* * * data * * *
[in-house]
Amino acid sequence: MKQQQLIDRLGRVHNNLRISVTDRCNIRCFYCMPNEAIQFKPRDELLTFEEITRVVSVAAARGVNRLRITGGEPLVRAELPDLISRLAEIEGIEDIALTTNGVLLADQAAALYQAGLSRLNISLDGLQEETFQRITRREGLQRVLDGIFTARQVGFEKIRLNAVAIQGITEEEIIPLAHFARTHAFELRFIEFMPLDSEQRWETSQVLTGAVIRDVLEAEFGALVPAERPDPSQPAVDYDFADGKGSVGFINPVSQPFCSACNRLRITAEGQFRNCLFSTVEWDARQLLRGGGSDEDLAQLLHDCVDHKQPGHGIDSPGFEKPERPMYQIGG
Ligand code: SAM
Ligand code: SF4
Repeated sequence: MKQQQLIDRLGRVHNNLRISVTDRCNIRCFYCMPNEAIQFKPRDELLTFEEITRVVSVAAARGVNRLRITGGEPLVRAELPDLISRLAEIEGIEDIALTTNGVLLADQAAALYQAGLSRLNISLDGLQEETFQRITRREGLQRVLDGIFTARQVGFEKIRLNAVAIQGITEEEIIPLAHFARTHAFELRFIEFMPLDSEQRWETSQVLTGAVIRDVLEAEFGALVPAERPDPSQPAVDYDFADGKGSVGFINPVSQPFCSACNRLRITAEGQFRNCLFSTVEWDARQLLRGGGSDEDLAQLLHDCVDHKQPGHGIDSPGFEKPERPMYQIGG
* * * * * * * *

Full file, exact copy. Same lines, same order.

[in-house]
Amino acid sequence: MKQQQLIDRLGRVHNNLRISVTDRCNIRCFYCMPNEAIQFKPRDELLTFEEITRVVSVAAARGVNRLRITGGEPLVRAELPDLISRLAEIEGIEDIALTTNGVLLADQAAALYQAGLSRLNISLDGLQEETFQRITRREGLQRVLDGIFTARQVGFEKIRLNAVAIQGITEEEIIPLAHFARTHAFELRFIEFMPLDSEQRWETSQVLTGAVIRDVLEAEFGALVPAERPDPSQPAVDYDFADGKGSVGFINPVSQPFCSACNRLRITAEGQFRNCLFSTVEWDARQLLRGGGSDEDLAQLLHDCVDHKQPGHGIDSPGFEKPERPMYQIGG
Ligand code: SAM
Ligand code: SF4
Repeated sequence: MKQQQLIDRLGRVHNNLRISVTDRCNIRCFYCMPNEAIQFKPRDELLTFEEITRVVSVAAARGVNRLRITGGEPLVRAELPDLISRLAEIEGIEDIALTTNGVLLADQAAALYQAGLSRLNISLDGLQEETFQRITRREGLQRVLDGIFTARQVGFEKIRLNAVAIQGITEEEIIPLAHFARTHAFELRFIEFMPLDSEQRWETSQVLTGAVIRDVLEAEFGALVPAERPDPSQPAVDYDFADGKGSVGFINPVSQPFCSACNRLRITAEGQFRNCLFSTVEWDARQLLRGGGSDEDLAQLLHDCVDHKQPGHGIDSPGFEKPERPMYQIGG